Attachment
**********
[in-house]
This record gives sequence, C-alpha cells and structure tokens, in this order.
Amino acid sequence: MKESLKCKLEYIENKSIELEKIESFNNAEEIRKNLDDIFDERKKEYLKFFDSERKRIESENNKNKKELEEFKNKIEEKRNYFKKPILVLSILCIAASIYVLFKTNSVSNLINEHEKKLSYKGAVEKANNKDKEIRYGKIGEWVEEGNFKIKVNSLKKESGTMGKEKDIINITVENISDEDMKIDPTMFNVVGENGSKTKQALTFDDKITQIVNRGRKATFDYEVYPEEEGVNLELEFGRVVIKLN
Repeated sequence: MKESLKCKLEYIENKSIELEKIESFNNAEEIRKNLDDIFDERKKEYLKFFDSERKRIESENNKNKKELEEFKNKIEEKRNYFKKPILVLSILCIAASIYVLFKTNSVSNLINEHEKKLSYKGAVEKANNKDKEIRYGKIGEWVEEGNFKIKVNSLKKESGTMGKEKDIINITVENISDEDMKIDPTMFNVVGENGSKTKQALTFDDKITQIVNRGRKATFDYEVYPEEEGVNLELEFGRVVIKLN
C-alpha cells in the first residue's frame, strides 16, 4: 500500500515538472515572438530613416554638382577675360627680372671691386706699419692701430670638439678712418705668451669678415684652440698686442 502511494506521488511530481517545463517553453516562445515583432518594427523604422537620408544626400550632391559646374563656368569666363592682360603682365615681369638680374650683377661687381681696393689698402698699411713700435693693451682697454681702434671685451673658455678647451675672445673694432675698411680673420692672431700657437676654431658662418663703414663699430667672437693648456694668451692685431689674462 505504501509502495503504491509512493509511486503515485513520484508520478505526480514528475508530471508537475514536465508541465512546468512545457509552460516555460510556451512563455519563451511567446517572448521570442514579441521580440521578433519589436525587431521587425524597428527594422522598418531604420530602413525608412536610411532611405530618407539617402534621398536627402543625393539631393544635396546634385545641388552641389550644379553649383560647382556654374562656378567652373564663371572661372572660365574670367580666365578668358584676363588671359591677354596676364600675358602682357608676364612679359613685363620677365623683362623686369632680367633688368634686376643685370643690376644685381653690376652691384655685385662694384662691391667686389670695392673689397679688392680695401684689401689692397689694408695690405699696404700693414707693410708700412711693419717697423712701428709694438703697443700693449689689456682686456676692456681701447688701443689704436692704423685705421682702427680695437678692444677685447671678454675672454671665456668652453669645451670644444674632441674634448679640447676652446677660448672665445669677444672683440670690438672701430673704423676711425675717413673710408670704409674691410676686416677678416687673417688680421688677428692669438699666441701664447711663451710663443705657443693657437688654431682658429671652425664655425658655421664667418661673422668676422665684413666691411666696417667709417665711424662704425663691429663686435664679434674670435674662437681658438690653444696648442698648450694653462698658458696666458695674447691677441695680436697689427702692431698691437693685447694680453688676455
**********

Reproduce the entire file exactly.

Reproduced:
[in-house]
This record gives sequence, C-alpha cells and structure tokens, in this order.
Amino acid sequence: MKESLKCKLEYIENKSIELEKIESFNNAEEIRKNLDDIFDERKKEYLKFFDSERKRIESENNKNKKELEEFKNKIEEKRNYFKKPILVLSILCIAASIYVLFKTNSVSNLINEHEKKLSYKGAVEKANNKDKEIRYGKIGEWVEEGNFKIKVNSLKKESGTMGKEKDIINITVENISDEDMKIDPTMFNVVGENGSKTKQALTFDDKITQIVNRGRKATFDYEVYPEEEGVNLELEFGRVVIKLN
Repeated sequence: MKESLKCKLEYIENKSIELEKIESFNNAEEIRKNLDDIFDERKKEYLKFFDSERKRIESENNKNKKELEEFKNKIEEKRNYFKKPILVLSILCIAASIYVLFKTNSVSNLINEHEKKLSYKGAVEKANNKDKEIRYGKIGEWVEEGNFKIKVNSLKKESGTMGKEKDIINITVENISDEDMKIDPTMFNVVGENGSKTKQALTFDDKITQIVNRGRKATFDYEVYPEEEGVNLELEFGRVVIKLN
C-alpha cells in the first residue's frame, strides 16, 4: 500500500515538472515572438530613416554638382577675360627680372671691386706699419692701430670638439678712418705668451669678415684652440698686442 502511494506521488511530481517545463517553453516562445515583432518594427523604422537620408544626400550632391559646374563656368569666363592682360603682365615681369638680374650683377661687381681696393689698402698699411713700435693693451682697454681702434671685451673658455678647451675672445673694432675698411680673420692672431700657437676654431658662418663703414663699430667672437693648456694668451692685431689674462 505504501509502495503504491509512493509511486503515485513520484508520478505526480514528475508530471508537475514536465508541465512546468512545457509552460516555460510556451512563455519563451511567446517572448521570442514579441521580440521578433519589436525587431521587425524597428527594422522598418531604420530602413525608412536610411532611405530618407539617402534621398536627402543625393539631393544635396546634385545641388552641389550644379553649383560647382556654374562656378567652373564663371572661372572660365574670367580666365578668358584676363588671359591677354596676364600675358602682357608676364612679359613685363620677365623683362623686369632680367633688368634686376643685370643690376644685381653690376652691384655685385662694384662691391667686389670695392673689397679688392680695401684689401689692397689694408695690405699696404700693414707693410708700412711693419717697423712701428709694438703697443700693449689689456682686456676692456681701447688701443689704436692704423685705421682702427680695437678692444677685447671678454675672454671665456668652453669645451670644444674632441674634448679640447676652446677660448672665445669677444672683440670690438672701430673704423676711425675717413673710408670704409674691410676686416677678416687673417688680421688677428692669438699666441701664447711663451710663443705657443693657437688654431682658429671652425664655425658655421664667418661673422668676422665684413666691411666696417667709417665711424662704425663691429663686435664679434674670435674662437681658438690653444696648442698648450694653462698658458696666458695674447691677441695680436697689427702692431698691437693685447694680453688676455